the experiments only ranged between one and three ppt, therefore it is likely that this data
is more appropriately associated with  freshwater  criteria  which are much higher than
those for saltwater (see Implementation section).


National Criteria

       The national criteria for ambient dissolved oxygen for the protection of saltwater
aquatic life from Cape Cod to Cape Hatteras  are summarized in Table 6 and presented
graphically on Figure 20 (for persistent exposure) and Figure 21 (for episodic and cyclic
exposure). These criteria are briefly described below:

(1) Protection of Juvenile and Adult Survival from Persistent Exposure
This limit is derived following the Guidelines procedures and is analogous the criterion
maximum concentration (CMC), except that a protective DO concentration limit is ex-
pressed as a minimum as opposed to a maximum, as would be the case for a toxicant.
This limit represents the floor below which dissolved oxygen conditions (for periods of >
24 hours) must not occur.  Shorter  durations  of acceptable exposure to  conditions less
than the CMC have been derived from laboratory studies,  as described in  (4) below.
Please refer to Table 1 for a detailed explanation of the derivation of this limit.

(2) Protection of Growth Effects from Persistent Exposure
This limit is derived following the Guidelines procedures and is analogous to the criterion
continuous concentration (CCC) for a toxicant. This  limit represents the ceiling above
which  dissolved oxygen conditions should support both the survival and growth of most
aquatic species from Cape Cod to Cape Hatteras. Please refer to Table 2 for a detailed
explanation of the derivation of this limit. This limit may be replaced with a limit derived
in (3) as described below, when exposure data are adequate to derive an allowable num-
ber of days of persistent exposure.

(3) Protection of Larval Recruitment Effects from Persistent Exposure
This limit is derived from a generic larval recruitment model using data for the Say mud
crab, a sensitive species native to the waters from Cape Cod to Cape Hatteras. It provides
a degree of protection equivalent to the CCC described above in (2). The limit represents
allowable dissolved oxygen conditions below the CCC, provided the exposure duration
does not exceed a corresponding allowable number of days that assure adequate recruit-
ment during the recruitment season. The cumulative effects of all exposure interval dura-
                                       42

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tions at a given DO below the CCC can be accounted for by totaling the fractions of the
actual (or projected) exposure duration (in days) divided by the allowable exposure dura-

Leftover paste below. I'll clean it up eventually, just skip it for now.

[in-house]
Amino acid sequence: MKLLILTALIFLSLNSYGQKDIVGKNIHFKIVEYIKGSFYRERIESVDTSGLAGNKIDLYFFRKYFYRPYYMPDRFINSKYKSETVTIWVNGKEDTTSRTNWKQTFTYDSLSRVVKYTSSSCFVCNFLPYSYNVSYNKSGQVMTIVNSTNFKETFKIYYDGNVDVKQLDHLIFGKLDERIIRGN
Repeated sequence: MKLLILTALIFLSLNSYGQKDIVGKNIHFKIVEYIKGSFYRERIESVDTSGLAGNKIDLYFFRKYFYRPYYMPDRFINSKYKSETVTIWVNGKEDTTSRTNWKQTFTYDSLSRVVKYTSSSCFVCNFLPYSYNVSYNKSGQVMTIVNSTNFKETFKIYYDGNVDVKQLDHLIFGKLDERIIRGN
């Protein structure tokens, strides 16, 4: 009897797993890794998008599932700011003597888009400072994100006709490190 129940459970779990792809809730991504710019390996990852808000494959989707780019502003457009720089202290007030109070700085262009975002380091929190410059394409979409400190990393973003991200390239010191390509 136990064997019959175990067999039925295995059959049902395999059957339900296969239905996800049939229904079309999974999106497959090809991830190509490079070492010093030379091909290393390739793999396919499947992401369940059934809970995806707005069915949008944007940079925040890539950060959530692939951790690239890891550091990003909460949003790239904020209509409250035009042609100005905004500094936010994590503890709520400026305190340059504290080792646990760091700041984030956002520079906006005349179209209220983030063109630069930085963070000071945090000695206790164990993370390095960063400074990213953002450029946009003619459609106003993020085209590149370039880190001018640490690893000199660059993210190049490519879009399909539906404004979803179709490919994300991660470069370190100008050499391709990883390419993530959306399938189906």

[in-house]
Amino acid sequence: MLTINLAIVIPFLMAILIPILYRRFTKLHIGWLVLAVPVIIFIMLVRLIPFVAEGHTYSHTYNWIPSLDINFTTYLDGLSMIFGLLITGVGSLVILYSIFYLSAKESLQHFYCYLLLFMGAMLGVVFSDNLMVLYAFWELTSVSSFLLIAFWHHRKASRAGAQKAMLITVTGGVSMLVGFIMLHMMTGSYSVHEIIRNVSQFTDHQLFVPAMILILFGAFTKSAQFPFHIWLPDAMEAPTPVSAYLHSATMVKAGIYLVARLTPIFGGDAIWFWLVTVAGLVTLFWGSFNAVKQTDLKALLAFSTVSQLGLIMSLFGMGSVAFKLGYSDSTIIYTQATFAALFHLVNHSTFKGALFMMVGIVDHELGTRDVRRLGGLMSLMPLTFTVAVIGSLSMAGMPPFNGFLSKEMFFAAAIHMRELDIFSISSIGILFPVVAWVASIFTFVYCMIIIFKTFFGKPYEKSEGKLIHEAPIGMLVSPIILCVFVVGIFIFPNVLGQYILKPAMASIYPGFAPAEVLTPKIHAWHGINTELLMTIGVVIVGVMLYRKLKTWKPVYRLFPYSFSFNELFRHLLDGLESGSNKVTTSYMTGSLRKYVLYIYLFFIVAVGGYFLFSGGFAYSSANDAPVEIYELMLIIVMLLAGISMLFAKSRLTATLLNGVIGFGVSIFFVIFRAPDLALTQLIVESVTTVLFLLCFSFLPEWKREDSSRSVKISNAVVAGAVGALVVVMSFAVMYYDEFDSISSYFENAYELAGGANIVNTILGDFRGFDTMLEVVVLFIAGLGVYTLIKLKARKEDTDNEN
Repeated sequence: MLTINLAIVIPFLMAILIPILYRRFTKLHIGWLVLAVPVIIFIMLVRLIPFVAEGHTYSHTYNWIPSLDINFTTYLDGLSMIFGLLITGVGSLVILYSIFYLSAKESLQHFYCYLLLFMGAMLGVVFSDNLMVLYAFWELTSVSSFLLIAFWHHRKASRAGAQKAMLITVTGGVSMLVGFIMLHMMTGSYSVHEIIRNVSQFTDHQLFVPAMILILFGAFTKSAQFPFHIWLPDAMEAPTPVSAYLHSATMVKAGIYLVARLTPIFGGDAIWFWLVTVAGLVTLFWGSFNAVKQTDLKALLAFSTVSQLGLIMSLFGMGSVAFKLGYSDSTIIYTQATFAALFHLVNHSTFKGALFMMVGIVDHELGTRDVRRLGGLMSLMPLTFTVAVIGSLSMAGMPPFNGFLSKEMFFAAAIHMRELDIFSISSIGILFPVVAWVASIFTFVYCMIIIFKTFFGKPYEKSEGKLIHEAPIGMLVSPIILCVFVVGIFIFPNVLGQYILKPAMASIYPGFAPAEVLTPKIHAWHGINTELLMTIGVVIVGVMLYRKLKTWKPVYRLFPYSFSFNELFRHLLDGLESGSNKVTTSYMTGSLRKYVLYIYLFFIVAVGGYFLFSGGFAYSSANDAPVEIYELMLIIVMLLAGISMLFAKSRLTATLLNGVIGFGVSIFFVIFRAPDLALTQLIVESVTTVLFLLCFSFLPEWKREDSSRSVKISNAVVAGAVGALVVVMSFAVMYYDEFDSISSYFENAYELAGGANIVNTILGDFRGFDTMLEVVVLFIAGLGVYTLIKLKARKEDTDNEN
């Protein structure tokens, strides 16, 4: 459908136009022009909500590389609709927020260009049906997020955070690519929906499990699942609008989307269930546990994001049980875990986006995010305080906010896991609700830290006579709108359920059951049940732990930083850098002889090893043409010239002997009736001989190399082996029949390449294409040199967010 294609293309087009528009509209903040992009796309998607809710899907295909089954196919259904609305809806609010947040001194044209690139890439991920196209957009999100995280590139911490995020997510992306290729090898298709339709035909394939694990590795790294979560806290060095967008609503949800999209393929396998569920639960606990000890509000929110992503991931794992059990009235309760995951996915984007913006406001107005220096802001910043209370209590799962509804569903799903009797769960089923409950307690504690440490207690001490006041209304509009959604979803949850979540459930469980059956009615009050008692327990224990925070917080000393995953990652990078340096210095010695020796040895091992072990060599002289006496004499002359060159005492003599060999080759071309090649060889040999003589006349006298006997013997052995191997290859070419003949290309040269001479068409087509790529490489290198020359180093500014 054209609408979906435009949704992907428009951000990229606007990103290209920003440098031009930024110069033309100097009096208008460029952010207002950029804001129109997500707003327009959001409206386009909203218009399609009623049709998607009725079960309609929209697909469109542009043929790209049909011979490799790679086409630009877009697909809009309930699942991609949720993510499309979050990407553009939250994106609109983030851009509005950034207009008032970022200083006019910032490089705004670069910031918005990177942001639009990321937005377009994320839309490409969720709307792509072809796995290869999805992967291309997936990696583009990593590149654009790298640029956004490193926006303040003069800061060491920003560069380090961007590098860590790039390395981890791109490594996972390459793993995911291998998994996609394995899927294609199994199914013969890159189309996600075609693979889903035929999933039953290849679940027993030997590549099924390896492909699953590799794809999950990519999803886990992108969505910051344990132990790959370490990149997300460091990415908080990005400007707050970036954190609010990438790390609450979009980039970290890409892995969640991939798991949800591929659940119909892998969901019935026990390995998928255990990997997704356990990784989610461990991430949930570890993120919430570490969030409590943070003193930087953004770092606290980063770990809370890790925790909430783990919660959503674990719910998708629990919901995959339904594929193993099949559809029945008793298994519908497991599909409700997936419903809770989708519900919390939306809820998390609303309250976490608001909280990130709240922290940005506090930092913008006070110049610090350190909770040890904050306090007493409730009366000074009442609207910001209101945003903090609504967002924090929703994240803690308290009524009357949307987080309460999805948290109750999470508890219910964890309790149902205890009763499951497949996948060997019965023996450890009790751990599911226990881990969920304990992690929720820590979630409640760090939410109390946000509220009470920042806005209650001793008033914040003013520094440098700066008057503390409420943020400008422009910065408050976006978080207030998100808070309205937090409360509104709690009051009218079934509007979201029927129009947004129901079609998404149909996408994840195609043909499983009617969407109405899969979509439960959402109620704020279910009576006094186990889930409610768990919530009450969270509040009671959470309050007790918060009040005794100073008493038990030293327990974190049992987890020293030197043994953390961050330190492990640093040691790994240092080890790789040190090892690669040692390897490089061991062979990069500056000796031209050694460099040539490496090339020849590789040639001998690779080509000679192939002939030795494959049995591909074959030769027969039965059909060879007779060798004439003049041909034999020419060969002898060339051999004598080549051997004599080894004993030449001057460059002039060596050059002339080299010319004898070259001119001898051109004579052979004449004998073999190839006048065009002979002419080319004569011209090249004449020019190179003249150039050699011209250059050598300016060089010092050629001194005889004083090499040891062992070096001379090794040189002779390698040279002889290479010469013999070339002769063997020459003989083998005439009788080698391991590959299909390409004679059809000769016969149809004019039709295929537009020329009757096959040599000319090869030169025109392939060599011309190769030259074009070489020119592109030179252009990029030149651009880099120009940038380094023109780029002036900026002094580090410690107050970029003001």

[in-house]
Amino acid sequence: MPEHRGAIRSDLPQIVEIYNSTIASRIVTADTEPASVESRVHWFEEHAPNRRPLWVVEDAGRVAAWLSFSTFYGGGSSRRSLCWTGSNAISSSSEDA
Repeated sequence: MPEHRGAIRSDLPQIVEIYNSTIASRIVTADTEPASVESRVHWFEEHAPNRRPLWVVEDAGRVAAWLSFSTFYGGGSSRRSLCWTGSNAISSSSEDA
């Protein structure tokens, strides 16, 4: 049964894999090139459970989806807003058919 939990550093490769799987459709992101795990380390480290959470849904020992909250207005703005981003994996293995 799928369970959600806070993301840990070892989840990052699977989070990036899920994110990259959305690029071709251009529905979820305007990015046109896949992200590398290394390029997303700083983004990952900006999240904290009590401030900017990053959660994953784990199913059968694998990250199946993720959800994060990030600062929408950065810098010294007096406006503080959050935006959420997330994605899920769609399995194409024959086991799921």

tion for each interval of a specific DO concentration. Please refer to Table 3 and Figure 6
of this document for a detailed explanation of the derivation of this limit.

(4) Protection of Juvenile and Adult Survival from Episodic or Cyclic Exposure
This time dependent limit was derived to represent the responses of the most sensitive ju-
veniles  tested in the laboratory.  It provides an equivalent degree of protection as the
CMC, but for shorter exposure durations than a day. It is assumed that adults are no more
sensitive than juveniles. This limit represents the minimum dissolved oxygen conditions
that must be maintained on an hourly basis (e.g., one-hour minimum, two-hour minimum,
etc.). The limit applies to conditions occurring on a single given day; even if this limit is
met, recurring exposure patterns  still must be checked for agreement with the larval re-
cruitment limit described in  (6) below. Please refer to Figure 10 of this document for a
detailed explanation of the derivation of this limit.

(5) Protection of Growth Effects from Episodic or Cyclic Exposure
This limit is derived from the dose-response relationship for DO vs. growth reduction for
the Say mud crab, and comparisons of the effects of cyclic exposure versus  constant ex-
posure on growth for a variety of species. It  provides an equivalent degree of protection
as the CCC, but for shorter exposure durations than a day. The limit represents the DO
conditions that maintains a daily percent growth reduction in Say mud crab not greater
than the level provided at the CCC for whole day exposures (23%). The cumulative ef-
fects of all exposure interval durations at a given DO below the CCC are accounted for
by summing the percent reductions for time intervals at representative D.O. concentra-
tions. An adjustment factor  of 1.56 was derived to estimate time-variable effects from
intermittent exposure tests that indicated residual, or delayed recovery effects from vari-
ous growth-inhibiting conditions. The limit applies to  conditions that may occur as a re-
curring  pattern throughout the year without adverse growth effects at the CCC level of
protection. However, a recurring pattern of exposure may be limited for a certain number
of days  based on the larval recruitment limit (6). Recurring patterns of DO conditions that
do not meet the growth limit may be allowed for a limited number of days  in a recruit-